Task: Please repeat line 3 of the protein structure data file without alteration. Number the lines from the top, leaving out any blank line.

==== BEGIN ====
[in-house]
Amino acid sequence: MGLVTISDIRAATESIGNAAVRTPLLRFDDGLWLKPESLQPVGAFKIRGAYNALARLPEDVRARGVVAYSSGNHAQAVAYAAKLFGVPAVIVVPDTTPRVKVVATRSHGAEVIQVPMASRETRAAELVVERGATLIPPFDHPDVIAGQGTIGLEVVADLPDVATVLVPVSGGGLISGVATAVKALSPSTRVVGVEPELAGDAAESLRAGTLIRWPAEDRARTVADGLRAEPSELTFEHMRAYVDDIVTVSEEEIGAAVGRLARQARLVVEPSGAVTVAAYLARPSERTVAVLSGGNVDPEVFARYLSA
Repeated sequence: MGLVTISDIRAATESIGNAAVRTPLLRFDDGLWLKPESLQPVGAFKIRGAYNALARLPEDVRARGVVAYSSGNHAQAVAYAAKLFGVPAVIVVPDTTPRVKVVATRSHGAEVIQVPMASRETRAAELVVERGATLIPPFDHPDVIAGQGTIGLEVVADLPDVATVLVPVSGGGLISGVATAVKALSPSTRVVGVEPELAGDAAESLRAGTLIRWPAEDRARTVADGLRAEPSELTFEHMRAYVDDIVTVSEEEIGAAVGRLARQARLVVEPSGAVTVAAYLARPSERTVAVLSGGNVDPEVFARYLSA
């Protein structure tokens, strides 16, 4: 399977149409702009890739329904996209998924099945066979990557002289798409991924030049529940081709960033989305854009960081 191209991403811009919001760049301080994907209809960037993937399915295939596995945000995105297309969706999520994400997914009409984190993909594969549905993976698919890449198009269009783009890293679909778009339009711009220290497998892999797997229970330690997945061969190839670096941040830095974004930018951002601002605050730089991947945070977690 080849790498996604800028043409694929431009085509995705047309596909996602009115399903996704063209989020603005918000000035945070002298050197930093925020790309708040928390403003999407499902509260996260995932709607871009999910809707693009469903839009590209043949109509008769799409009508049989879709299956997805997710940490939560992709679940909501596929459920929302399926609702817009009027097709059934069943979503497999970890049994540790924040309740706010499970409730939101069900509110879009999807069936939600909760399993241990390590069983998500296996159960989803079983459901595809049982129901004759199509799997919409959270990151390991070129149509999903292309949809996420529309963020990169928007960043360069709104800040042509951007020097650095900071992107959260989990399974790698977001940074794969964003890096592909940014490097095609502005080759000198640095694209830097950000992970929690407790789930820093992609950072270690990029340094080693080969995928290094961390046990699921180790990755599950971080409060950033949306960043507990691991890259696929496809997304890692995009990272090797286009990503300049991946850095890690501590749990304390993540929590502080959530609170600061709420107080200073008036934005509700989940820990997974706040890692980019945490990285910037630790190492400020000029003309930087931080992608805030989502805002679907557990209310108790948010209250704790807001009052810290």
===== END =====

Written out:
Repeated sequence: MGLVTISDIRAATESIGNAAVRTPLLRFDDGLWLKPESLQPVGAFKIRGAYNALARLPEDVRARGVVAYSSGNHAQAVAYAAKLFGVPAVIVVPDTTPRVKVVATRSHGAEVIQVPMASRETRAAELVVERGATLIPPFDHPDVIAGQGTIGLEVVADLPDVATVLVPVSGGGLISGVATAVKALSPSTRVVGVEPELAGDAAESLRAGTLIRWPAEDRARTVADGLRAEPSELTFEHMRAYVDDIVTVSEEEIGAAVGRLARQARLVVEPSGAVTVAAYLARPSERTVAVLSGGNVDPEVFARYLSA